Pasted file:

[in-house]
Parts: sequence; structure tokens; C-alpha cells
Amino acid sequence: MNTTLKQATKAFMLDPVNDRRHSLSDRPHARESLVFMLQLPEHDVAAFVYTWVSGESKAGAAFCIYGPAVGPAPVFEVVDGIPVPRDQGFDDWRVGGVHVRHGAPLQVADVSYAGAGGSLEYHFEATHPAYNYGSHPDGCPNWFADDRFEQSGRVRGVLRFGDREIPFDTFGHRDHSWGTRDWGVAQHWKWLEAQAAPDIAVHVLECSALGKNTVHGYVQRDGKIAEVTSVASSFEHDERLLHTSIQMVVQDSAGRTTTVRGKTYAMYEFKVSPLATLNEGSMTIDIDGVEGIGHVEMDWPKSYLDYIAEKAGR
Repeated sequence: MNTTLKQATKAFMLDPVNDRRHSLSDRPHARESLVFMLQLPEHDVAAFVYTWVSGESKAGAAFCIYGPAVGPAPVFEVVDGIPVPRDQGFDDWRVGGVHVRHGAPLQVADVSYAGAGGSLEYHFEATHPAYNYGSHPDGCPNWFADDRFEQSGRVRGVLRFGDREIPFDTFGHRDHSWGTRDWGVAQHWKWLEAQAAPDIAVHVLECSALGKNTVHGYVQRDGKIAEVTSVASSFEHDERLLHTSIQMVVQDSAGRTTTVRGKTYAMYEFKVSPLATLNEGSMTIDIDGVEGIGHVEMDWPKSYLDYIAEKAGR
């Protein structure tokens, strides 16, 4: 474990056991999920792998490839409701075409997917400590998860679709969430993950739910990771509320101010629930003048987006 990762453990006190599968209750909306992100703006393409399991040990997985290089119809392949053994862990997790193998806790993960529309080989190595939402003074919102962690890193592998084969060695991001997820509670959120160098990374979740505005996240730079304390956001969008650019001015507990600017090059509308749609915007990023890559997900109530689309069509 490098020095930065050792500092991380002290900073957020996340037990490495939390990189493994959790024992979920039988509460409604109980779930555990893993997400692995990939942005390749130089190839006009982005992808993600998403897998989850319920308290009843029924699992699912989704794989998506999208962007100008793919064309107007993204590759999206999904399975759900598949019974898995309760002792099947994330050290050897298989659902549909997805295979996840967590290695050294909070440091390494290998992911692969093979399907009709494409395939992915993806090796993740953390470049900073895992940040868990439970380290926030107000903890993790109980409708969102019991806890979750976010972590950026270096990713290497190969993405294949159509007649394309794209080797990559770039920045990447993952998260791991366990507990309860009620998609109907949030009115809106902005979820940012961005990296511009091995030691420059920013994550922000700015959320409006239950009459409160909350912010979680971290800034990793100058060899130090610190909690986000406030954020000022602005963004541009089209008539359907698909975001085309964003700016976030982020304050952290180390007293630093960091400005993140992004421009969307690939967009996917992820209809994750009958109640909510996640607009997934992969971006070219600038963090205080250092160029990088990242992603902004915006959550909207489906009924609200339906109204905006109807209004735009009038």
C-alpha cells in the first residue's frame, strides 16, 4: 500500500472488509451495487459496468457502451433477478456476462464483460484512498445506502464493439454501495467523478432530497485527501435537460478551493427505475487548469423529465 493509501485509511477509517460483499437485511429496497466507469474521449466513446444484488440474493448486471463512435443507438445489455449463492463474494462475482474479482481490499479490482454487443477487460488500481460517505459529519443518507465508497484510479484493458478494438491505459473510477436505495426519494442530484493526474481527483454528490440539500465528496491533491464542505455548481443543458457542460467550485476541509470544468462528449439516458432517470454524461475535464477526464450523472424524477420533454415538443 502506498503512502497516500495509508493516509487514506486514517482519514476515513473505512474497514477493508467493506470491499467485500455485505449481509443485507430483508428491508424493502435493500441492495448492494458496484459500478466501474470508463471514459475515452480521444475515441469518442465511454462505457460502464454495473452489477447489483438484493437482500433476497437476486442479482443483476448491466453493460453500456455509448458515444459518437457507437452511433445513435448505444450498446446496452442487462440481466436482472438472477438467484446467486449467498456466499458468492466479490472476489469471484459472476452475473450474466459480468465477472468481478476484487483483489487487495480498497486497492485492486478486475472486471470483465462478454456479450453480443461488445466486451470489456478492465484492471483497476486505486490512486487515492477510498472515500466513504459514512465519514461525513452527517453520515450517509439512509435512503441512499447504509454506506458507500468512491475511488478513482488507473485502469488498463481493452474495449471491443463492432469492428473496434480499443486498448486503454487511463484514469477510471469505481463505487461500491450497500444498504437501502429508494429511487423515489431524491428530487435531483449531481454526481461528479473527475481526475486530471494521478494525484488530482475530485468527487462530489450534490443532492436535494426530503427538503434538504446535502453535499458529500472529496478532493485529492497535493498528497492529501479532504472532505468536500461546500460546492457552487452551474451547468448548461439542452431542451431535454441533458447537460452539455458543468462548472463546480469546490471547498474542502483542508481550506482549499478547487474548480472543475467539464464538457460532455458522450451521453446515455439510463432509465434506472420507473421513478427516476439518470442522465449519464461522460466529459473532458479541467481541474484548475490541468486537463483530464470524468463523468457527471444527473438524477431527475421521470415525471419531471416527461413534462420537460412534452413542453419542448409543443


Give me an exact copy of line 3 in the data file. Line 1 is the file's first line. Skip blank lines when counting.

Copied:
Amino acid sequence: MNTTLKQATKAFMLDPVNDRRHSLSDRPHARESLVFMLQLPEHDVAAFVYTWVSGESKAGAAFCIYGPAVGPAPVFEVVDGIPVPRDQGFDDWRVGGVHVRHGAPLQVADVSYAGAGGSLEYHFEATHPAYNYGSHPDGCPNWFADDRFEQSGRVRGVLRFGDREIPFDTFGHRDHSWGTRDWGVAQHWKWLEAQAAPDIAVHVLECSALGKNTVHGYVQRDGKIAEVTSVASSFEHDERLLHTSIQMVVQDSAGRTTTVRGKTYAMYEFKVSPLATLNEGSMTIDIDGVEGIGHVEMDWPKSYLDYIAEKAGR